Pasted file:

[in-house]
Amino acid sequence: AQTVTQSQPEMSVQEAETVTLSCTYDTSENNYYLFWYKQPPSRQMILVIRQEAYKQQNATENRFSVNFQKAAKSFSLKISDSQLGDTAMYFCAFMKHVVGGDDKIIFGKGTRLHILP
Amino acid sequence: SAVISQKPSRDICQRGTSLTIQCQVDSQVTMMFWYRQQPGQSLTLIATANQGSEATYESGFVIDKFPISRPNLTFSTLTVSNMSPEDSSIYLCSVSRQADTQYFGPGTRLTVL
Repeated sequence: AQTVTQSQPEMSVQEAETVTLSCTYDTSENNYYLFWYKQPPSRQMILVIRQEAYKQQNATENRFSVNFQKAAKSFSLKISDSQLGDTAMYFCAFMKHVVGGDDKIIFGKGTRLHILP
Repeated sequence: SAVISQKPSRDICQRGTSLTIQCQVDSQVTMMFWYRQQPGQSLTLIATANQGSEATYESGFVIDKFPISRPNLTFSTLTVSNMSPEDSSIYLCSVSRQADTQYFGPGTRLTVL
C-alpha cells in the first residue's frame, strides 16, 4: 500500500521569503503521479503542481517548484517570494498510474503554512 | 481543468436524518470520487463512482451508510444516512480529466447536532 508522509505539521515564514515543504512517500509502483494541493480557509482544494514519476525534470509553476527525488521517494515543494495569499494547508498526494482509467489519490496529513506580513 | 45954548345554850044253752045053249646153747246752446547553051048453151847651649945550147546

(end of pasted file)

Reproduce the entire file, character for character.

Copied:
[in-house]
Amino acid sequence: AQTVTQSQPEMSVQEAETVTLSCTYDTSENNYYLFWYKQPPSRQMILVIRQEAYKQQNATENRFSVNFQKAAKSFSLKISDSQLGDTAMYFCAFMKHVVGGDDKIIFGKGTRLHILP
Amino acid sequence: SAVISQKPSRDICQRGTSLTIQCQVDSQVTMMFWYRQQPGQSLTLIATANQGSEATYESGFVIDKFPISRPNLTFSTLTVSNMSPEDSSIYLCSVSRQADTQYFGPGTRLTVL
Repeated sequence: AQTVTQSQPEMSVQEAETVTLSCTYDTSENNYYLFWYKQPPSRQMILVIRQEAYKQQNATENRFSVNFQKAAKSFSLKISDSQLGDTAMYFCAFMKHVVGGDDKIIFGKGTRLHILP
Repeated sequence: SAVISQKPSRDICQRGTSLTIQCQVDSQVTMMFWYRQQPGQSLTLIATANQGSEATYESGFVIDKFPISRPNLTFSTLTVSNMSPEDSSIYLCSVSRQADTQYFGPGTRLTVL
C-alpha cells in the first residue's frame, strides 16, 4: 500500500521569503503521479503542481517548484517570494498510474503554512 | 481543468436524518470520487463512482451508510444516512480529466447536532 508522509505539521515564514515543504512517500509502483494541493480557509482544494514519476525534470509553476527525488521517494515543494495569499494547508498526494482509467489519490496529513506580513 | 45954548345554850044253752045053249646153747246752446547553051048453151847651649945550147546